In her responsibilities as AirCare manager, Mason visits EMS squads to instruct members on the latest life-saving techniques. “We have a wonderful relationship with the first responders, who are well-trained and dedicated professionals,” she says.
Her goals as AirCare manager are to expand the service and educate the public on the importance of receiving treatment as quickly as possible.
AirCare’s new helicopter is based at the Elkin (N.C.) Municipal Airport to provide quick response to counties in northwestern North Carolina and Southwest Virginia. The other helicopter recently was moved to Lexington to improve response time to communities south of Winston-Salem.
“We are proud to be part of the EMS team that works with first responders and nurses and physicians in the emergency departments throughout the area,” Mason says. “Together we save lives.”
AirCare moves closer to Galax
ELKIN, N.C. — AirCare 2, the air ambulance of Wake Forest Baptist Medical Center in Winston-Salem, N.C., is now based at the Elkin (N.C.) Municipal Airport, providing even faster critical transport service to Southwest Virginia.
“We estimate that the flight time to communities northwest of Winston-Salem has been reduced by approximately 15 minutes, depending on their location, by having the helicopter based in the primary service area,” said Donny Lambeth, president of North Carolina Baptist Hospital.
AirCare 2 primarily will serve counties in northwestern North Carolina, along with Carroll, Patrick and Grayson counties and the City of Galax in Virginia.
AirCare treats and transports patients with a variety of critical conditions, including trauma, cardiac, stroke and burn. “These patients need the emergency services of a Level 1 trauma center,” said Lambeth. Wake Forest Baptist has the only Level 1 trauma center in the region, the only Pediatric Level 1 trauma center in North Carolina and is one of only two burn centers in the state.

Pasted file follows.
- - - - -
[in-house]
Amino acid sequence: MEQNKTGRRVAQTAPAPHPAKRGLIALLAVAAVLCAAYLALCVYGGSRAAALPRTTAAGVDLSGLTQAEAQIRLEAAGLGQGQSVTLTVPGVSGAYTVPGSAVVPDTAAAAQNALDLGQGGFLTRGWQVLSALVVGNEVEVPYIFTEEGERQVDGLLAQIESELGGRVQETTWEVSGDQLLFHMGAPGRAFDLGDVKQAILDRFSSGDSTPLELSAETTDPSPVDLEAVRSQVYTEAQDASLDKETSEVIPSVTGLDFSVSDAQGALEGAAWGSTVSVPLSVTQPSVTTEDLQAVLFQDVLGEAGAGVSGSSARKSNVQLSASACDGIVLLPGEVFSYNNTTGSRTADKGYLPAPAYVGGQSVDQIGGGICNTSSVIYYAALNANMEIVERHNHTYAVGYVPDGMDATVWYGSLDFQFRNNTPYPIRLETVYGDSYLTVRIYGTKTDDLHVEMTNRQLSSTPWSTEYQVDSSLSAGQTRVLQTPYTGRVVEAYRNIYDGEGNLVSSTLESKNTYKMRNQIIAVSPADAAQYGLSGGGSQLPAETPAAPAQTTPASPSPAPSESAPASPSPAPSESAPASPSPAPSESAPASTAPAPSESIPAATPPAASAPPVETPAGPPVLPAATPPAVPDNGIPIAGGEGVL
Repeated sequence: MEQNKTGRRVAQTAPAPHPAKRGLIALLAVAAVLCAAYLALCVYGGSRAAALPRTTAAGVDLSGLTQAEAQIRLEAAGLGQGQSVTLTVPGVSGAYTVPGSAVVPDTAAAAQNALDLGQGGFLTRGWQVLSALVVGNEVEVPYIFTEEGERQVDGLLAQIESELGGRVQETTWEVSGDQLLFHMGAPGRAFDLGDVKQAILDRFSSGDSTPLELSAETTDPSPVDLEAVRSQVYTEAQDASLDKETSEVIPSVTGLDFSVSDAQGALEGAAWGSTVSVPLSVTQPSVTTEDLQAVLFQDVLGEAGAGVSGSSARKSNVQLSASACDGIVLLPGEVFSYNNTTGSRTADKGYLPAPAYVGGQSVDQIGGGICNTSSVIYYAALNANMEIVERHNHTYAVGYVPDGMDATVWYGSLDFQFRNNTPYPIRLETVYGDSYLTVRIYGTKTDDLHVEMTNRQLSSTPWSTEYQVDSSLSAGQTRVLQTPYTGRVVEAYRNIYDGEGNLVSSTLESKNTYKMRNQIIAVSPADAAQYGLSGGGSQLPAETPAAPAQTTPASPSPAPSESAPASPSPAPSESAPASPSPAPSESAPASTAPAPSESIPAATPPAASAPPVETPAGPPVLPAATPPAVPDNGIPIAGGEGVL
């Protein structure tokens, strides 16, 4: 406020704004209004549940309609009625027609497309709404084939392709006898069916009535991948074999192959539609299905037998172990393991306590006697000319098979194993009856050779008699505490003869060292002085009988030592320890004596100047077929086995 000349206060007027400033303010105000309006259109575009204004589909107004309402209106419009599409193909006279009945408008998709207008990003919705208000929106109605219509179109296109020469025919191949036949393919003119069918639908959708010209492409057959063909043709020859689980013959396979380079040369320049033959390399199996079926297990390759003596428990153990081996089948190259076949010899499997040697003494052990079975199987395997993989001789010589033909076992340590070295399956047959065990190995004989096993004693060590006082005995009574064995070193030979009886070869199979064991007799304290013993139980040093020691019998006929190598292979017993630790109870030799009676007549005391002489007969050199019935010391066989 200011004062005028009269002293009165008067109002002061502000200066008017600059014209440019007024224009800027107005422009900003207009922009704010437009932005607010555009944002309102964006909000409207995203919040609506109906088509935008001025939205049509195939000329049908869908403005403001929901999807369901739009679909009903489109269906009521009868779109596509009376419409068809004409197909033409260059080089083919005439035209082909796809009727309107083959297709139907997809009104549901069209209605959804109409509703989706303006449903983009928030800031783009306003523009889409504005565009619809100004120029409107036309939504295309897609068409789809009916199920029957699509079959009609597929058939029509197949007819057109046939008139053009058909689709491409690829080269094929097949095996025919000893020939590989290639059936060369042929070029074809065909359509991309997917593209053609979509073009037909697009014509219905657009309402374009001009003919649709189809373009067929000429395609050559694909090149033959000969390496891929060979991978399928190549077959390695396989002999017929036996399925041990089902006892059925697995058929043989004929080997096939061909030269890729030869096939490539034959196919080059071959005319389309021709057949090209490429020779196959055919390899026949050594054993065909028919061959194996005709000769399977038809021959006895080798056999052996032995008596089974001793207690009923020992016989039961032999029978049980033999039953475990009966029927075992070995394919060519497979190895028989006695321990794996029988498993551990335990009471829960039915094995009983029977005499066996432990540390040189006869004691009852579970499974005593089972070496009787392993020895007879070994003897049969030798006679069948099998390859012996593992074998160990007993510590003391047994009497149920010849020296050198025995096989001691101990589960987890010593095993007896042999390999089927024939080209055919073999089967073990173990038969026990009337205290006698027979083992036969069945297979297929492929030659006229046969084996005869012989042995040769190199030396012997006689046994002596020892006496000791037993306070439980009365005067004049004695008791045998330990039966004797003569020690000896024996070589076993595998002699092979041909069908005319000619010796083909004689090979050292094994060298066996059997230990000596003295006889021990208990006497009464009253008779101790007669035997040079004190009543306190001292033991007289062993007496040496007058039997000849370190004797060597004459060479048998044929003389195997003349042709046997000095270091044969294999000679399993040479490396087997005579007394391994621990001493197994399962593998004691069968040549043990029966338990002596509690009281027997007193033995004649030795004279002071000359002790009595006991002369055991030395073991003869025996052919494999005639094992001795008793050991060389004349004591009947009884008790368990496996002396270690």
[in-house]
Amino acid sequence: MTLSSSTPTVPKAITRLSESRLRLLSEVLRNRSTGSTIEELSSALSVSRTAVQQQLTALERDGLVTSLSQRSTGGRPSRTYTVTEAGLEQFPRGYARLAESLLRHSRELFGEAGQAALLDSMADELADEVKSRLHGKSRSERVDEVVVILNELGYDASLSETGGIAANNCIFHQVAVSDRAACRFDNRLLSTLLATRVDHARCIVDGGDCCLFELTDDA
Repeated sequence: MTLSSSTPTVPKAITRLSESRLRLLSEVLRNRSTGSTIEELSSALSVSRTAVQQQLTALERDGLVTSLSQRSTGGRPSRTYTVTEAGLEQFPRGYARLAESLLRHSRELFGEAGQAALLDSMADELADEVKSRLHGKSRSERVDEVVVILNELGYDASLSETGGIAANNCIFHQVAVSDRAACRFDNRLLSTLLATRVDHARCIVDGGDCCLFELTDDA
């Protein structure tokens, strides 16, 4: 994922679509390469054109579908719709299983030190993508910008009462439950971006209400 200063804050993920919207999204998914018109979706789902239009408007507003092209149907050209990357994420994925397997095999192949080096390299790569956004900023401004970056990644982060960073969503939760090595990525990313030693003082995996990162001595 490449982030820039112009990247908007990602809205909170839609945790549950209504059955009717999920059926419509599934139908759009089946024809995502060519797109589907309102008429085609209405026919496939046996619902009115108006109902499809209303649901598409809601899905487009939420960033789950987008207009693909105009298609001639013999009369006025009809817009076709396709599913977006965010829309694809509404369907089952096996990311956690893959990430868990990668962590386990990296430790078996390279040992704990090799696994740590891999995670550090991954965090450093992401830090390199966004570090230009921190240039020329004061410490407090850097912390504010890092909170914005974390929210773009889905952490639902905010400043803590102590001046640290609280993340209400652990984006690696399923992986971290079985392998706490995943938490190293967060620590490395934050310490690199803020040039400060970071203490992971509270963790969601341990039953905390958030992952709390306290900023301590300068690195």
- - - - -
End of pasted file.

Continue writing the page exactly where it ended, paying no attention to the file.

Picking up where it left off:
AirCare responds to calls from first responders and hospitals 24/7. The helicopter is in the air within eight to 10 minutes of receiving a call, and the crew is in direct radio contact with EMS personnel at the scene or the physician at the referring hospital.
The crew includes a registered nurse with special training in critical care, emergency and transport nursing and an experienced critical care paramedic.
According to the hospital, the crew treats patients at the scene. Within 10 minutes, the aircraft usually is back in the air, and the crew is in direct contact with physicians in the emergency department at Wake Forest Baptist. Studies indicate the mortality rate is lower when patients are transferred to a trauma center within 60 minutes of an accident.
The aircraft, an EC-130, flies at a cruising speed of approximately 150 mph and is equipped with sophisticated life support and patient care equipment, plus state-of-the-art navigation and communication gear and night vision goggles, according to a hospital press release. The pilot must have a commercial helicopter certificate with instrument rating and at least 2,000 hours total flight time.
Wake Forest Baptist began the air ambulance service 25 years ago and has transported more than 14,000 patients.